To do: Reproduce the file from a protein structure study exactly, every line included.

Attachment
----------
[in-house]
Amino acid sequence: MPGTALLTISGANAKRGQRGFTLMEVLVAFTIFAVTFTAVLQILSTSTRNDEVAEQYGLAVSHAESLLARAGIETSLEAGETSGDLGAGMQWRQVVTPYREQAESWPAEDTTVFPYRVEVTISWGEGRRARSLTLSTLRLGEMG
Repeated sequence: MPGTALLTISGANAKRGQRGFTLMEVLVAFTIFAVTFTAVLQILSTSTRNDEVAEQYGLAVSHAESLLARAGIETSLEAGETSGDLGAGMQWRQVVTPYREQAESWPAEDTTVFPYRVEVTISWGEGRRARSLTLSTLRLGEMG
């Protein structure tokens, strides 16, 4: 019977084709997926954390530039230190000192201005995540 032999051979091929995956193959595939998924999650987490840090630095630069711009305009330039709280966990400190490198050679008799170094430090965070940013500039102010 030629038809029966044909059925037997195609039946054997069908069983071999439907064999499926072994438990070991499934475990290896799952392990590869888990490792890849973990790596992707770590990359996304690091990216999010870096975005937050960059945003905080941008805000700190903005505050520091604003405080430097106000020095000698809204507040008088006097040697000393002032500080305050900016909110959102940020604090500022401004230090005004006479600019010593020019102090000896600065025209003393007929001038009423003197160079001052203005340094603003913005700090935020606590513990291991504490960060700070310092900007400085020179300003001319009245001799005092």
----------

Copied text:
[in-house]
Amino acid sequence: MPGTALLTISGANAKRGQRGFTLMEVLVAFTIFAVTFTAVLQILSTSTRNDEVAEQYGLAVSHAESLLARAGIETSLEAGETSGDLGAGMQWRQVVTPYREQAESWPAEDTTVFPYRVEVTISWGEGRRARSLTLSTLRLGEMG
Repeated sequence: MPGTALLTISGANAKRGQRGFTLMEVLVAFTIFAVTFTAVLQILSTSTRNDEVAEQYGLAVSHAESLLARAGIETSLEAGETSGDLGAGMQWRQVVTPYREQAESWPAEDTTVFPYRVEVTISWGEGRRARSLTLSTLRLGEMG
């Protein structure tokens, strides 16, 4: 019977084709997926954390530039230190000192201005995540 032999051979091929995956193959595939998924999650987490840090630095630069711009305009330039709280966990400190490198050679008799170094430090965070940013500039102010 030629038809029966044909059925037997195609039946054997069908069983071999439907064999499926072994438990070991499934475990290896799952392990590869888990490792890849973990790596992707770590990359996304690091990216999010870096975005937050960059945003905080941008805000700190903005505050520091604003405080430097106000020095000698809204507040008088006097040697000393002032500080305050900016909110959102940020604090500022401004230090005004006479600019010593020019102090000896600065025209003393007929001038009423003197160079001052203005340094603003913005700090935020606590513990291991504490960060700070310092900007400085020179300003001319009245001799005092």